Confirmatory factor analysis was conducted to test the viability of a hypothesized structure that had been formulated from theoretical considerations and results of the exploratory factor analysis. Confirmatory factor analysis was conducted using AMOS 18 for Windows. Satisfaction scores for each dimension were obtained using factor score regressions generated from the confirmatory factor analysis as proportional weight to combine item scores. Our process of analysis started with the full factors and items, and then we used a nested models approach to test alternative nested structures to test fit improvement. In addition to theoretical and practical considerations, evaluation of fit of model was based on the following goodness of fit criteria, including normed chi-squared , the comparative fit index (CFI), the goodness of fit index (GFI), the Akaike’s information criteria (AIC), and the Browne-Cudeck criterion (BCC). CFI and GFI indices assume values in range from 0 to 1, with higher scores indicating better fit. Models with the lowest values of AIC are most likely to be good fits. We used the chi-square difference statistics to test the significance of the change in the chi-square test for each alternative model over the full model. Lastly, we examined the effect of age and gender on the final model estimating paths between age and gender and factors. Nonsignificant paths were removed, and the model was estimated over and over until only significant paths remained.
3.1. Descriptive Analysis
Descriptive analysis (absolute and relative frequencies) was performed for all variables described in Table 2. When exploring the results, the variables “smoking” and “drinking” were excluded to the final analysis because distribution for this two variables were skewed, showing a pattern of responses in only one or two categories (e.g., no smokers; no heavy drinkers).
3.2. Exploratory Factor Analysis
The factor structure was examined by principal-components extraction with varimax rotation for the pooled sample (). The Bartlett sphericity test and the Kaiser-Meyer-Olkin (KMO) test were performed; the first revealed a 0.001 level of significance and a KMO value of 0.855, indicating that factor analysis seemed to be highly adjusted to this analysis. Six distinct factors, accordingly to the theoretical six determinants of the WHO model, were revealed (Table 3), explaining 54.6% of total variance. The item “hearing” was eliminated because it had a loading lower than 0.3 in all factors.(i)Factor 1. Health component: this factor comprises five variables (subjective health, sleep problems, subjective physical condition, ADL, and illness) and explained 11.6% of total variance.(ii)Factor 2. Psychological component: six variables load heavily of this factor (psychological distress, happiness, optimism, neuroticism, quality of life—environment, and loneliness), which accounted for 11.2% of the total variance.(iii)Factor 3. Cognitive performance component: four questions have their highest loadings on this factor (cognitive impairment, vision, income, and education level) and explained 10.6% of total variance.(iv)Factor 4. Biological component: this factor comprises only two variables (peak flow and grip strength) and explained 7.7% of total variance.(v)Factor 5. Social relationship component: three variables have their highest loadings on this factor (family, friends, and confidence), accounting for 6.9% of total variance.(vi)Factor 6. Personality component: the last factor contains only two variables (extraversion and openness to experience) and explained 6.6% of total variance.Comparing to the original model , our findings revealed a somewhat different one, depicted in Figure 1. Health and social services determinants merged with behavior determinants in a single component entitled “health” that includes functionality and life style. Personal determinants split into several components, namely, “psychological,” “cognitive performance,” “personality,” and “biobehavioral.” Physical determinants and environment determinants moved to the “psychological component” as a variable of perceived subjective well-being. Economic determinants migrated to the new component called “cognitive performance.” Only social determinants stayed as an independent factor that we renamed “social relationships.”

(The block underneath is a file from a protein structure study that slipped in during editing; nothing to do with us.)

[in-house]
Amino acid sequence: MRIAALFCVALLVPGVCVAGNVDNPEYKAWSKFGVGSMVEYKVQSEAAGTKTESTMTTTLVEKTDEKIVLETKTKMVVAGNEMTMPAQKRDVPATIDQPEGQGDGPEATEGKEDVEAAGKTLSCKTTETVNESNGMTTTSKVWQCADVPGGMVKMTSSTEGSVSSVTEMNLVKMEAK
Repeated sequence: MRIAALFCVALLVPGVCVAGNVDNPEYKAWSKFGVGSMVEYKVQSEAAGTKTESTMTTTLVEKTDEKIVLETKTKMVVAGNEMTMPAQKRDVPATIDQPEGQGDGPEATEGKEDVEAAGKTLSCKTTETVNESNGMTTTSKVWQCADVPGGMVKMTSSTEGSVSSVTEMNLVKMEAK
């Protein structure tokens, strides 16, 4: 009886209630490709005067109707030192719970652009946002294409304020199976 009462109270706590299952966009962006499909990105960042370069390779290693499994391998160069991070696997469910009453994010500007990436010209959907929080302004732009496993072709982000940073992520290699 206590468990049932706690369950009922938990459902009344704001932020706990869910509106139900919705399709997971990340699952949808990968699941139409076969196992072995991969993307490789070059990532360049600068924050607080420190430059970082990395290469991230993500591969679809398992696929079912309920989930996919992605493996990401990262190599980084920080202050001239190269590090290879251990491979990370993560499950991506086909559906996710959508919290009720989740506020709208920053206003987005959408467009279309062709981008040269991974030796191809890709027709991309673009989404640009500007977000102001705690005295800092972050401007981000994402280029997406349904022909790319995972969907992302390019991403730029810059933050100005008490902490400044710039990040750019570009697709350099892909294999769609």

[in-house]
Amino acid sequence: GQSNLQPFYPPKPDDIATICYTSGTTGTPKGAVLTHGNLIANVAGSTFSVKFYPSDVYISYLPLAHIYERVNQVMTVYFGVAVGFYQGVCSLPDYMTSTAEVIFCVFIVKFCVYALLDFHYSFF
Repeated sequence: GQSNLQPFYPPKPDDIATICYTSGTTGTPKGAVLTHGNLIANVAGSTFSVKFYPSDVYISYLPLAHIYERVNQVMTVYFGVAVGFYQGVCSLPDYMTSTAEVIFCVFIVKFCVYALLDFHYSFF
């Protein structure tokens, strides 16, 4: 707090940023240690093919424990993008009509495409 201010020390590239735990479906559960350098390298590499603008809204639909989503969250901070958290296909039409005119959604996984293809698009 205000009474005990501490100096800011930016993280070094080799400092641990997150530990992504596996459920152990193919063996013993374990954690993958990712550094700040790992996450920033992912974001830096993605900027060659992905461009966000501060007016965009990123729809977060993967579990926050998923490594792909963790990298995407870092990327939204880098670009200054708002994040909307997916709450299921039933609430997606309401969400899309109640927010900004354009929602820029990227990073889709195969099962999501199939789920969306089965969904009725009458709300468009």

The achieved model shows that the “health component” is the major factor associated with active ageing and includes self-perception of health, the number of diagnosis, functionality (ADL and IADL), and life style. The second component was “psychological,” which is frequently forgotten in literature, with the exception of psychopathological indicators. In this study, psychological variables include both negative affect (psychological distress, loneliness, and neuroticism) and positive affect (happiness, quality of life—environment, and optimism). The “cognitive performance component” follows in weight showing the importance of wage, education, vision, and cognitive performance. The “biobehavioral component,” comprising respiratory capacity and grip strength clearly shows the importance of biological aspects during the ageing process. “social relationship”, including family, friends, and confidents, illustrates the relevance of social network for the quality of life of old people. Finally, the “personality component” was reduced to extraversion and openness to experience, as neuroticism merged with other psychological variables in the “psychological component.” The profile is quite homogeneous with factors loading between 11.6% and 6.6% and explaining a good amount of total variance (54.6%).